Gibbon doesn’t specify that it was raining the day that Odoacer entered Rome, so I don’t know where that image comes from. I imagine the great city battered by the centuries of instability and still bearing fresh scars from Riciner’s sacking. The walls of Rome are dark and gray, not the gleaming white of Marcus Aurelius’ capital, but with dirt accumulated after long periods of violence and neglect. The sky overhead is dark and mean, and the Tiber has long ago become a vein of pollution. Despite its wounds, though, the city still wears its majesty. It is no longer the capital of anything: Constantinople commands the greater portion of the Empire; of the two competing Emperors of the West, one, Romulus Augustulus, lives in Ravenna, and the other, Julius Nepos, is in exile in Dalmatia.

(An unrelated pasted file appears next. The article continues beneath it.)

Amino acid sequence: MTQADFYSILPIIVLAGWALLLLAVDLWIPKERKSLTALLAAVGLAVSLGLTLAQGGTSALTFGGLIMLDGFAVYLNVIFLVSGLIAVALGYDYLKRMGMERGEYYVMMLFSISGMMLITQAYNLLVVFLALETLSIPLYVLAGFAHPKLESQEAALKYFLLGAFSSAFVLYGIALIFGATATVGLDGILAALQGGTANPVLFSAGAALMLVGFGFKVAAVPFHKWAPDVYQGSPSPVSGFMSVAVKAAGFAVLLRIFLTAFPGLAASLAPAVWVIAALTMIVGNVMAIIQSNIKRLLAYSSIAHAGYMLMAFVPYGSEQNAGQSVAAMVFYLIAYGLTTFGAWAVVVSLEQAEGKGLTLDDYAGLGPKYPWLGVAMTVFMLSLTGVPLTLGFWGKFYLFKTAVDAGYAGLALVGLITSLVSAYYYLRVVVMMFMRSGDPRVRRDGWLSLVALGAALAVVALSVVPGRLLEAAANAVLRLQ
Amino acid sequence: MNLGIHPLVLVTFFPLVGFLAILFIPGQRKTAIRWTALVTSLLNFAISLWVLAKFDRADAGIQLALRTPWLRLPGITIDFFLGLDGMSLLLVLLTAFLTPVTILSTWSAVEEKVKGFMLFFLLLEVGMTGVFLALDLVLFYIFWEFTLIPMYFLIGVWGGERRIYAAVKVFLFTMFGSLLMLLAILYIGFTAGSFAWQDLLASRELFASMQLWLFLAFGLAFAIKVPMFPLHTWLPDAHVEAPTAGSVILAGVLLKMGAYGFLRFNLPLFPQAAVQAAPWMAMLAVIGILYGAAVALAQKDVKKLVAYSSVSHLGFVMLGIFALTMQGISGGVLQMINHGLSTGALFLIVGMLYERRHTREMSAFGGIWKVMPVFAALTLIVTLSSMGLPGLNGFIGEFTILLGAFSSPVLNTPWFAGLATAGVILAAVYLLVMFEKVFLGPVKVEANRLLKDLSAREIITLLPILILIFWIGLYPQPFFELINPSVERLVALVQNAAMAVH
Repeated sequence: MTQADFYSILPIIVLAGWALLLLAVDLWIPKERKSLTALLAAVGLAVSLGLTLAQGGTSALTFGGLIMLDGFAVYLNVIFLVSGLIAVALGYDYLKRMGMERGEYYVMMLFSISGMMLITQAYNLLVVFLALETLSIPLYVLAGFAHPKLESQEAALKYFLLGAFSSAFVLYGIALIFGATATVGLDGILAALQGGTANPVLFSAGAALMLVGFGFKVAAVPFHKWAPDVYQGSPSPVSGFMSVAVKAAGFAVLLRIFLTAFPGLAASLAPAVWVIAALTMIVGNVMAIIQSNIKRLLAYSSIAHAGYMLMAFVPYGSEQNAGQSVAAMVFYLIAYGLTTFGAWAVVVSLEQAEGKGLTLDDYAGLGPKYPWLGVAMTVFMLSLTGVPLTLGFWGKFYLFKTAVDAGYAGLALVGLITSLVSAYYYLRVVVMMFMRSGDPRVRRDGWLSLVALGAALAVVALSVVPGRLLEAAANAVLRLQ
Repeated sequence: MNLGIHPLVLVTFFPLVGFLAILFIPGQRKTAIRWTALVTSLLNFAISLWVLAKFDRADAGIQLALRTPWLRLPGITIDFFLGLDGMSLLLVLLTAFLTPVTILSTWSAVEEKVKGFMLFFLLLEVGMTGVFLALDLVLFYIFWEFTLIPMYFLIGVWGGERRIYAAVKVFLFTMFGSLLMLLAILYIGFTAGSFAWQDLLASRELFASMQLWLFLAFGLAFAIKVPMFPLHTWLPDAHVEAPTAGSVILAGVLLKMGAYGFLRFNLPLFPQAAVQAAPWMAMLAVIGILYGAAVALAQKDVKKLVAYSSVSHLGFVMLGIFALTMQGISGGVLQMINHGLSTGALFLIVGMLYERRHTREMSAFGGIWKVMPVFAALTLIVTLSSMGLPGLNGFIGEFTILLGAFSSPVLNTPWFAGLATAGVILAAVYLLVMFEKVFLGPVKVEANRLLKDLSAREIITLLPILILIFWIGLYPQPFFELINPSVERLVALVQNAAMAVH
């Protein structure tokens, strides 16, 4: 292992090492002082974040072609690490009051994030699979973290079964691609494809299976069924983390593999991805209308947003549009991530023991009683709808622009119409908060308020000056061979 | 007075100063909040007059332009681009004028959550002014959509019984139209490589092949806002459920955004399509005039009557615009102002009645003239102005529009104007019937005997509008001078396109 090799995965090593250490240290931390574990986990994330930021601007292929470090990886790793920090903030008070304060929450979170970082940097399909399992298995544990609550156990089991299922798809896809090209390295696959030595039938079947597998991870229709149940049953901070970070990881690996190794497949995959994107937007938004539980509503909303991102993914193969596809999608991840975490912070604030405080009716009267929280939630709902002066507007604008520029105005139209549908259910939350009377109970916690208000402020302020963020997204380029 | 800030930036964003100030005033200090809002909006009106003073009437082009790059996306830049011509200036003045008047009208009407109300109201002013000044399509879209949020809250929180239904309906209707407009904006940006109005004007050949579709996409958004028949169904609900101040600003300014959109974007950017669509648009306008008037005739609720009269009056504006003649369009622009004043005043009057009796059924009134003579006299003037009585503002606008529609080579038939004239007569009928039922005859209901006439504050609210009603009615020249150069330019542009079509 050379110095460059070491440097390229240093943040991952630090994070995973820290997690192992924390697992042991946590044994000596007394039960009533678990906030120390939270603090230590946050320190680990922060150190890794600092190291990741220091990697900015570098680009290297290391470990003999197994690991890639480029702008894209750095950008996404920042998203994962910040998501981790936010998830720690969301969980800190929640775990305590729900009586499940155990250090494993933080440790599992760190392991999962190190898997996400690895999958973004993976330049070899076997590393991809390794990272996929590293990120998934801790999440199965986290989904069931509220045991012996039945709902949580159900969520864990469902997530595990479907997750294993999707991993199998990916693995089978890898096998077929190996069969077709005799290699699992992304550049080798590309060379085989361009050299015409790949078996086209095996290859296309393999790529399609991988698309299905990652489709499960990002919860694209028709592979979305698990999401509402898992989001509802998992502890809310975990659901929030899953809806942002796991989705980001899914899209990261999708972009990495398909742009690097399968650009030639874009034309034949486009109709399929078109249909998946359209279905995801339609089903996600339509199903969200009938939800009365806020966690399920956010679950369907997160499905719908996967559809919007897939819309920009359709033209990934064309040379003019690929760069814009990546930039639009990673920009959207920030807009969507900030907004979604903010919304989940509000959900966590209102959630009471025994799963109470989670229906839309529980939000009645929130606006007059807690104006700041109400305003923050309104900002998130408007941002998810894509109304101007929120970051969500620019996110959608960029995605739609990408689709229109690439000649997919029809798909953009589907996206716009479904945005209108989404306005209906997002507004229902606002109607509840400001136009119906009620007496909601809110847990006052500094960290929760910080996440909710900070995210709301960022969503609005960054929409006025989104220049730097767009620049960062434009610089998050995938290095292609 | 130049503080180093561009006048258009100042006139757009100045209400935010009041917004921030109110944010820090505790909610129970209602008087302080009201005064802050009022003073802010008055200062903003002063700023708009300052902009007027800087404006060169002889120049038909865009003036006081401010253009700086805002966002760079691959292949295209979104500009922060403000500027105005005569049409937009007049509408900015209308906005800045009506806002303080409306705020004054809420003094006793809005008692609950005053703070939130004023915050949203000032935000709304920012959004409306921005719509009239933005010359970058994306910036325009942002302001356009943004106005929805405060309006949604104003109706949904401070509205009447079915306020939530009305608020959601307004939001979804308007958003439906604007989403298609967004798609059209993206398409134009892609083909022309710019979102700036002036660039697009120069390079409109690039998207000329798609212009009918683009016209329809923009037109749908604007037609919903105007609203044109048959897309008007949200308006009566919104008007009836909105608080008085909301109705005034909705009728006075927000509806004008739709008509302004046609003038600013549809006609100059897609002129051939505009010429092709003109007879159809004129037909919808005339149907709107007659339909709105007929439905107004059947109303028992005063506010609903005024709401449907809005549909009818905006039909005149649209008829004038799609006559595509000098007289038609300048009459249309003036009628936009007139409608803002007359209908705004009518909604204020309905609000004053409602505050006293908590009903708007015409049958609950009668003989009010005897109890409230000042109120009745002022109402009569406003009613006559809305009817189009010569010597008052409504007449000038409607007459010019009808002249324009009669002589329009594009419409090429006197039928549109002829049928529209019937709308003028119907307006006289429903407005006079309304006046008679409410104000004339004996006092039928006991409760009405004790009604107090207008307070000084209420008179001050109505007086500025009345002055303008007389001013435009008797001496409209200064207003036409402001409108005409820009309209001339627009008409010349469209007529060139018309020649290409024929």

Make no mistake, though: Rome has stood as the light of the west for a thousand years, and even in degradation it is proud. I imagine then this beleaguered city under a a thick layer of dark clouds, surrounded on all sides by the enormous and terrifying army of Odoacer. Romulus has been deposed, and the barbarians await their leader to enter and proclaim himself King of Italy, and the end of the Western Roman Empire.